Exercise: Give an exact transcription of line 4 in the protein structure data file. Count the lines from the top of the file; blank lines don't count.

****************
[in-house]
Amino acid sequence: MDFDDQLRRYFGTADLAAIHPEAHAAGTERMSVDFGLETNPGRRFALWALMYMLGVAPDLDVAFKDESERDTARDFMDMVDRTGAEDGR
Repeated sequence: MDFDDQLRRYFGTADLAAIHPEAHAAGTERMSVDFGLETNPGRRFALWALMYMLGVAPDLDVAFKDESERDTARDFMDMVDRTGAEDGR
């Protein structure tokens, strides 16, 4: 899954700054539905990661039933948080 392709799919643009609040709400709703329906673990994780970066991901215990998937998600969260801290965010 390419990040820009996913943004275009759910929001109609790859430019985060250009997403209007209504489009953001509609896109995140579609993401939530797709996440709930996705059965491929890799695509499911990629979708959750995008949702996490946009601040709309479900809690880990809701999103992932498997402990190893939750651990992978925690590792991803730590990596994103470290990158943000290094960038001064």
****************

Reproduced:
């Protein structure tokens, strides 16, 4: 899954700054539905990661039933948080 392709799919643009609040709400709703329906673990994780970066991901215990998937998600969260801290965010 390419990040820009996913943004275009759910929001109609790859430019985060250009997403209007209504489009953001509609896109995140579609993401939530797709996440709930996705059965491929890799695509499911990629979708959750995008949702996490946009601040709309479900809690880990809701999103992932498997402990190893939750651990992978925690590792991803730590990596994103470290990158943000290094960038001064």